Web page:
Wednesday Must Read: Assault Weapons Ban Is Dead; Whole Foods and Trader Joe’s Won’t Sell Genetically Modified Salmon



Stories you shouldn’t miss:

1. Dianne Feinstein’s proposal for a federal ban on assault weapons and high-capacity magazines has died in the US Senate, the Chron reports. Democratic Senate Majority Leader Harry Reid told Feinstein last night that he would not bring the proposed ban to the Senate floor because it doesn’t have enough votes to pass. Republicans, who are united in their opposition to the proposed ban, have been joined by conservative, pro-gun Democrats in red states. Reid, however, is pushing forward with a proposal to mandate universal background checks on gun purchases nationwide.

2. Whole Foods and Trader Joe’s say they will not sell genetically modified salmon, the CoCo Times reports. The US Food and Drug Administration is expected to greenlight the genetic modification of salmon in the coming months. Whole Foods previously announced that it would require the labeling of all genetically modified foods sold in its stores.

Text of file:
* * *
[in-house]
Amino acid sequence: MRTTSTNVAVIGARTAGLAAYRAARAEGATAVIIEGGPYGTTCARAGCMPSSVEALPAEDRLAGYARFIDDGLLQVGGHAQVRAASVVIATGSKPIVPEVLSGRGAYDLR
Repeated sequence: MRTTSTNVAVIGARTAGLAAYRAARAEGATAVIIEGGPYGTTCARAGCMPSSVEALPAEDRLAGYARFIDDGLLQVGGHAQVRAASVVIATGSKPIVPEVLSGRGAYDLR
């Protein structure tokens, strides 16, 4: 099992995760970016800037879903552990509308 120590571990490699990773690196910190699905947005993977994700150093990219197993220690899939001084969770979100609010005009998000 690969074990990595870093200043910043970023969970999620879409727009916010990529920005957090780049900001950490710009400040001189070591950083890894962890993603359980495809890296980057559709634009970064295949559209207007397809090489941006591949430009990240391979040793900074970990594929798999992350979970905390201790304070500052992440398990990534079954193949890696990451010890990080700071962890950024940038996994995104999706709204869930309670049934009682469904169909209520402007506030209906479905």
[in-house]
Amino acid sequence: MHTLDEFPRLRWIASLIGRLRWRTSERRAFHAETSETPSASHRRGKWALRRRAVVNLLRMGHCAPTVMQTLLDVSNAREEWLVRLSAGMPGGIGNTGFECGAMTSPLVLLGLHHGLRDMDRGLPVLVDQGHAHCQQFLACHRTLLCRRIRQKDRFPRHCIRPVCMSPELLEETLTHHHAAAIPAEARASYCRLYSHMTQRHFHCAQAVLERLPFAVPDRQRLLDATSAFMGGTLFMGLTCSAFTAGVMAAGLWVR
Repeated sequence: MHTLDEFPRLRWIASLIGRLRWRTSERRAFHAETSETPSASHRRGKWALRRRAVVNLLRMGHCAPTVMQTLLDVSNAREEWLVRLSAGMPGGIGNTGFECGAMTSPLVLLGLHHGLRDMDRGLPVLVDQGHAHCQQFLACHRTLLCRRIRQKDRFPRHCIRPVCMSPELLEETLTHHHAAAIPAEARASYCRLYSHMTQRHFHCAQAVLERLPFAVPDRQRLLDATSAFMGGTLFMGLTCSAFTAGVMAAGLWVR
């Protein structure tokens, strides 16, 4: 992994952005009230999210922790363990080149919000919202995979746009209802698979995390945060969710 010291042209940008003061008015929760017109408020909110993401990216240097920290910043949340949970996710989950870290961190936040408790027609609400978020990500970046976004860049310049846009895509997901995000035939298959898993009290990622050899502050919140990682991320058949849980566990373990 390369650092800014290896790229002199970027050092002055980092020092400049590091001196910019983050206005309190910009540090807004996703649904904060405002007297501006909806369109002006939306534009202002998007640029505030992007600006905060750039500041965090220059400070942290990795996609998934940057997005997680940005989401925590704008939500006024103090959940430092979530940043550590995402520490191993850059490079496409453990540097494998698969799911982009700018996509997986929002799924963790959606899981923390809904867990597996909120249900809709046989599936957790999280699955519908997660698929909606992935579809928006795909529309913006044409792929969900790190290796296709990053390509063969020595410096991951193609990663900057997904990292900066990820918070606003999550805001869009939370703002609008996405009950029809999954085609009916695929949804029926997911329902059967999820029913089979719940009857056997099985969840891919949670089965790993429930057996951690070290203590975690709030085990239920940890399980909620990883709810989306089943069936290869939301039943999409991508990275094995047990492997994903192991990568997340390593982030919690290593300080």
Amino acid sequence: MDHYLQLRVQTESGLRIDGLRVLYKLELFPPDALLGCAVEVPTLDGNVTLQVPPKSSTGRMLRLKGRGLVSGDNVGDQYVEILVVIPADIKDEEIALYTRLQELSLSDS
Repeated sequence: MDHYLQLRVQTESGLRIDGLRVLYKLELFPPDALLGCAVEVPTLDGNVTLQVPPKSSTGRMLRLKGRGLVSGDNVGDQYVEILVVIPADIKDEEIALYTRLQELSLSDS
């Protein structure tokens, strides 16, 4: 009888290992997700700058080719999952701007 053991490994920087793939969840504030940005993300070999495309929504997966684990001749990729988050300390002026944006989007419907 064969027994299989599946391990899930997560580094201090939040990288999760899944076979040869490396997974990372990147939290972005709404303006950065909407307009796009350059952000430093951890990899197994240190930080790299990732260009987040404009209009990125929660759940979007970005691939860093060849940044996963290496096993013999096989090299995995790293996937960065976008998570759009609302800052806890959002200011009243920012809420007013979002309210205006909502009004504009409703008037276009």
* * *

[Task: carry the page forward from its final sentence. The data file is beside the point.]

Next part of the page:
3. Animal rights activists are concerned that a Democratic state senator may attempt to overturn the ban on foie gras in California, the Chron reports. A staffer for State Senator Lois Wolk of Davis said, "[I]t's possible she could carry legislation that would further the possibility of humanely produced foie gras being produced and sold in California." Animal rights activists contend that the production of foie gras is cruel.

4. The reopening of Chez Panisse has been put off indefinitely because the fire damage is more extensive than originally feared, the Trib reports, citing a message posted by chef/owner Alice Waters on the Berkeley restaurant’s website. Waters had previously said she hoped to reopen by March 30.

5. A new medical marijuana bill in the state legislature would allow the state Department of Alcoholic Beverage Control to regulate the growth, supply, and sale of cannabis, the Chron reports. The legislation by San Francisco Assemblyman Tom Ammiano would create state standards to replace varying ones adopted by cities and counties in California.

6. Oakland’s new municipal ID and debit card, the first of its kind in the nation, is coming under fire from a consumer watchdog group because it includes expensive fees, the Chron reports. Consumers Union says the fees attached to the debit function of the card are higher than on other debit cards. The city added the debit function to help low-income residents who don’t have bank accounts.

7. And a new report contends that Oakland’s teacher compensation and tenure practices should be overhauled, the Chron reports. The report was immediately denounced by the Oakland teachers’ union.